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Polarised sunglasses while riding?

Discussion in 'Riding Gear and Bike Accessories/Parts' started by Kernel, Jan 3, 2012.

  1. I ride a rather tall motorcycle and I find that headlights from on coming cars very often blinds me despite the fact that they only have their low beams on. Plus, when riding off road, I find that I either have to keep the visor down and get too hot, or leave it open and get dirt in my eyes.
    So I'm thinking of buying a pair of polarised Fuglies. Fuglies are heavy duty safety sunglasses that you can buy from here: http://myworld.ebay.com.au/uvwraps/?_trksid=p4340.l2559
    This is the pair that I want: http://www.ebay.com.au/itm/Fuglies-...=AU_Fishing_Clothing&var=&hash=item7914a078ec I'm assuming that the Strength option is the amount of tint that they have.

    Are there any safety concerns when riding with polarised sunglasses or should it be fine? Obviously I'm only going to get a pair with a light tint because I ride at night. Hmm, polychromatic bifocal polarised heavy duty safety sunglasses - now that would be something.

  2. If you've got LCDs on your bike then you may not be able to seem them properly but that is about it.

    You may get some funky rainbow colours if you use a visor as well, but probably nothing major.
  3. If you look through your visor with the polarised sunglasses on, you get some interesting chromatic effects. Colour splotches appear in your field of vision. Personally, it doesn't affect me but I have heard others find this distracting.
  4. Rusti has fuglies, why not ask him?
  5. I have fuglies too, they are great.
    You get used to the odd effects, and the positives HUGELY outweigh the negatives.
  6. Id also recommend getting one of those plastic strips to insert at the top of your helmet.

    It helps to eliminate sun glare in the day, but also helps to eliminate street light glare at night.
  7. Polarised shades can be useful Kernel, but as others have stated, you may find them distracting at times and most definitely WILL make reading any instrumentation impossible at any time if you have LCD instrument display etc.

    Going by the nature of tilting/adjusting your head when in a lean/hanging off the bike (not that one would necessarily be looking at a speedo then ;)) this, as an example of changing your eye level from the status quo (normal, tilt-less horizontal position) would cause a distraction at a time when one least needs it.

    Each to their own, and you may find that with time you actually adjust and enjoy their use.

    An ex once bought me a pair of very nice (polarised) Serengeti sunglasses. Little did I know at the time the nature of the lenses, though I found out the 'hard way' one day when trying to change radio frequencies at 'work' (blank screens every time my head tilted downwards to make the changes/selections) and a light spectrum display on certain parts of the surrounding windscreens...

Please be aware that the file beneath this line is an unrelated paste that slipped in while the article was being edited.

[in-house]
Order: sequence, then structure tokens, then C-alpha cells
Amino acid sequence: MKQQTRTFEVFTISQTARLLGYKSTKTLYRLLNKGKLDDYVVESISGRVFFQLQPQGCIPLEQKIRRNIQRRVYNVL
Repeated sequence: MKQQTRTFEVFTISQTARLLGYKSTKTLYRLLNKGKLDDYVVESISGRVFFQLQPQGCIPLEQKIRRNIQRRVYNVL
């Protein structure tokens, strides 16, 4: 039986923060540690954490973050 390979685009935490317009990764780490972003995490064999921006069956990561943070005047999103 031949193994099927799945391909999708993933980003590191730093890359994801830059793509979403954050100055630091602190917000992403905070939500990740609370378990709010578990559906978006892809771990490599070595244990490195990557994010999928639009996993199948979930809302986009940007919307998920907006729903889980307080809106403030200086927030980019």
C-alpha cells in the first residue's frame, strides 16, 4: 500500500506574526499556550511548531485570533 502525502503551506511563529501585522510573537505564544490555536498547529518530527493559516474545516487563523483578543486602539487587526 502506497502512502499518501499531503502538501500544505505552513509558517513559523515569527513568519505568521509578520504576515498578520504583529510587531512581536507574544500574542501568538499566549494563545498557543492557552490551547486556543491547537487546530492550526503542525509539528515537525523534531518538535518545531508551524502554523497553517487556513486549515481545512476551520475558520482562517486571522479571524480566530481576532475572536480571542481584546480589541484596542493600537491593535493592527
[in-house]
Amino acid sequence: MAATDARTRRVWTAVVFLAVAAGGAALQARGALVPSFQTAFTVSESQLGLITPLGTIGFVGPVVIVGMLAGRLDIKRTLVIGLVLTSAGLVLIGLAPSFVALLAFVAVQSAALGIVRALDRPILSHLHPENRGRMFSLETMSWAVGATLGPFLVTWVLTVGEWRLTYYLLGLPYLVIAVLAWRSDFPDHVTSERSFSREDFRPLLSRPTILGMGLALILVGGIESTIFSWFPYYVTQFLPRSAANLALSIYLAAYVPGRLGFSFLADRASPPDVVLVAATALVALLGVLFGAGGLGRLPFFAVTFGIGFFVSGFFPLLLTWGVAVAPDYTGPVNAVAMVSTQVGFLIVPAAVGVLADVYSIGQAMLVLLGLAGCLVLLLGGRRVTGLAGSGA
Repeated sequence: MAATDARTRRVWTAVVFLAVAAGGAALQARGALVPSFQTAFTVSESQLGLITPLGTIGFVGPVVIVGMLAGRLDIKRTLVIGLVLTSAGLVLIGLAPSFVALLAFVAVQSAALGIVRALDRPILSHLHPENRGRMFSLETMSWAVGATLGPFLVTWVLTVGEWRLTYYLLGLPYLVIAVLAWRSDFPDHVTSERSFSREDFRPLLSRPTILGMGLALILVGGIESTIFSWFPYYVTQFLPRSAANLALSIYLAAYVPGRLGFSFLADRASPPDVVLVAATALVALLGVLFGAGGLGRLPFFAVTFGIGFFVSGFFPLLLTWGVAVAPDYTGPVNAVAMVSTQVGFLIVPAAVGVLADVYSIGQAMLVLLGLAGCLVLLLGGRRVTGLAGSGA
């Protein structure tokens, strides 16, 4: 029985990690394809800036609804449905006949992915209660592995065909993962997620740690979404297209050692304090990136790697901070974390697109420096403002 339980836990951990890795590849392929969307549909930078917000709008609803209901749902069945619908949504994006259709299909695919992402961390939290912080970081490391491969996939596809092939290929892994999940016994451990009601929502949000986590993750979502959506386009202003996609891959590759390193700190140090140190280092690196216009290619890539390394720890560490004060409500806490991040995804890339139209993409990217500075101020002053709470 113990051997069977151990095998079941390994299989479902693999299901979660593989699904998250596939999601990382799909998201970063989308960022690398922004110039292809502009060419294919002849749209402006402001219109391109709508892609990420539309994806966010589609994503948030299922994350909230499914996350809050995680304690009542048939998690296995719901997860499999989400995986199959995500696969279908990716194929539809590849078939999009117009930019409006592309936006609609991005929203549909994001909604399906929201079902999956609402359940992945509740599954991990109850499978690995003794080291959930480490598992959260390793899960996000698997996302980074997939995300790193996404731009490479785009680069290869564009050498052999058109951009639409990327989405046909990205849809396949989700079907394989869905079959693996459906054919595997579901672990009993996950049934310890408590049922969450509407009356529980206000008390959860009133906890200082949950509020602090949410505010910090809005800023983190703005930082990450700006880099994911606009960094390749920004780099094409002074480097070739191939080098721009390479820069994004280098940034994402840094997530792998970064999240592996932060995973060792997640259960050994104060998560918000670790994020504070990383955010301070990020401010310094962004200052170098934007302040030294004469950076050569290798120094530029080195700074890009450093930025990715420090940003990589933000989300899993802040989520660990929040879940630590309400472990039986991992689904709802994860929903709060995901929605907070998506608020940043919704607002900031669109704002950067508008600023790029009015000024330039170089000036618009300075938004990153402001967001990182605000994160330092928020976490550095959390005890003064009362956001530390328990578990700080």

Not only are they unsuitable during these applications (I'd include riding in this category as well, but that's me, with my experiences) but I stored them away for near-static outdoor adventures from thereon.

    My 2 cents.
  8. I own a pair of the SAS Fuglies, polarised. I ride with clear & tinted visor and don't find 'visual oddities' distracting. By that I mean little rainbow effects every now & then but I wouldn't wear anything other than polarised sunnies whilst riding, driving etc!
  9. ... is that what that is? I though it flashbacks...
  10. The right tint (cutting out a lot of the blue end of the spectrum) helps a lot to give clearer vision than with the shades off. That glare and UV protection are all I worry about. I've found the polarised versions no better on the road to any degree that makes up for the idosyncracies.
  11. No. I used to use polarised glasses all the time. But DO NOT buy those fuglies. They will block heaps of your peripheral vision, which is dangerous.

    While you can ride at night with polarised sunglasses that only have a light tint, I advise against it. I have done it, and on dark nights even a light tint can cut out too much detail. On wet nights polarised glasses can be good to cut headlight glare refected from the road, but it is a risky approach if the night is also dark.

    I used to use light grey tinted polarised glasses that cut out little light, but lots of glare. Yellow, Rose, and other colours can be good and improve vision by improving contrast. Which colour is best for you depends on your eyesight. There is a lot of information about coloured glasses on the internet.

    I now use tinted and clear Shoei pinlock visors, which are brilliant.